BUTTERFLY ON WATER: ISTOCKPHOTO.COM/TOVFLA
A few days ago (as I write this), the U.S. Food & Drug Administration approved Zolgensma to treat spinal muscular atrophy (SMA). The announcement made mainstream news not for the fantastic fact that this drug from AveXis is a one-time dosage that treats SMA at its genetic root, but because its pricetag — $2.125 million per dose — makes Zolgensma the most expensive drug currently on the market in the United States.
Few mainstream news stories directly questioned the $2.1 million price; authors were undoubtedly sensitive to the fact that SMA is the number-one cause of genetic death in infants worldwide, according to Cure SMA. But many stories hinted at shock and disdain due to the pricetag. (The communities much closer to SMA, such as families living with SMA, as well as medical experts, were much more celebratory.)
Being closer to the SMA community than to the mainstream media, I was happy when I heard of the FDA approval. I was very glad for the SMA network of families and researchers who have worked so hard for decades to create just this kind of outcome. But I knew the price would be what made headlines, much more so than how successful Zolgensma has been so far.
Yes, $2.1 million is a lot of money for one dose of a drug. But that’s because hearing that number sends most people into orbit before they hear the whole story.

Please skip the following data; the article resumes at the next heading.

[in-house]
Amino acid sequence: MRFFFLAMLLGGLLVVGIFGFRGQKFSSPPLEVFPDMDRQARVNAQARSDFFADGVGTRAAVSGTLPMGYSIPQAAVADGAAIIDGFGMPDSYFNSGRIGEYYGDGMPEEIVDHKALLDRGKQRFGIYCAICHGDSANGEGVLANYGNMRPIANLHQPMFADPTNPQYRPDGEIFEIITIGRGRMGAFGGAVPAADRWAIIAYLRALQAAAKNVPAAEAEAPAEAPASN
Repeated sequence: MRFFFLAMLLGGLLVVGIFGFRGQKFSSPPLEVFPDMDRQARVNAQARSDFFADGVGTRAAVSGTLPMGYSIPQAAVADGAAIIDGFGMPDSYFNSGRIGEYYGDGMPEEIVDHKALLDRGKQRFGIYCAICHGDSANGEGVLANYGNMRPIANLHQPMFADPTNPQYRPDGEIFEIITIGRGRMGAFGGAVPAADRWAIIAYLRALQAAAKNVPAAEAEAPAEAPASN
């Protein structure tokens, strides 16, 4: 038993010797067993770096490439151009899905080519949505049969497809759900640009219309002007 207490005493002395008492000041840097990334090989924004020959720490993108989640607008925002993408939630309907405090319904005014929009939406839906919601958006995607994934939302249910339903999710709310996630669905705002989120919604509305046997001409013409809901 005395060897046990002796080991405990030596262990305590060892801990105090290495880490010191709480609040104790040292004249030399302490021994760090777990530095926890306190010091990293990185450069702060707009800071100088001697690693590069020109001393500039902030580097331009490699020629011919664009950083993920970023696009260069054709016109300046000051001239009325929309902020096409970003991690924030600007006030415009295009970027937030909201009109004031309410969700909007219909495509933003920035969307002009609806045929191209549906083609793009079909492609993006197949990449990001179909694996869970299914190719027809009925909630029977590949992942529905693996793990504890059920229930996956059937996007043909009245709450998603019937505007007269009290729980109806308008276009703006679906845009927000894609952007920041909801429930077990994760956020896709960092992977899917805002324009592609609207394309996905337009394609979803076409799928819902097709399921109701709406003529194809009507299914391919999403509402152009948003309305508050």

Imagine that $2.1 million set against all the costs that could be reduced or eliminated if Zolgensma does what it’s been created to do.
Imagine all the hospitalizations that won’t happen. The medical specialists who won’t be called in. The reduced numbers of doctors’ appointments, clinic visits, ambulance rides, medical procedures, surgeries, medications and medical emergencies. Yes, there would be less medical equipment, and less need for home health aides and other assistants. Fewer sick days and emergency leaves for parents with children who have SMA, and less missed work for adults with SMA.
On the plus side: Fuller inclusion for people with SMA means greater overall productivity. Less sick time away from school and work, not just for people with SMA, but for their families, too. More school, more graduations, more college degrees, more graduate degrees. And of course, more income, more tax payors paying more taxes.
How do you measure that kind of impact, those ripple effects of health, success and happiness? How do you tally the worth of a drug that could contribute so much not just to people with SMA and their families, but also to their communities, their countries and the world?
Once you consider the ripple effects, the price for a drug like Zolgensma doesn’t seem so out of this world after all. A treatment for SMA is exactly what the world needs.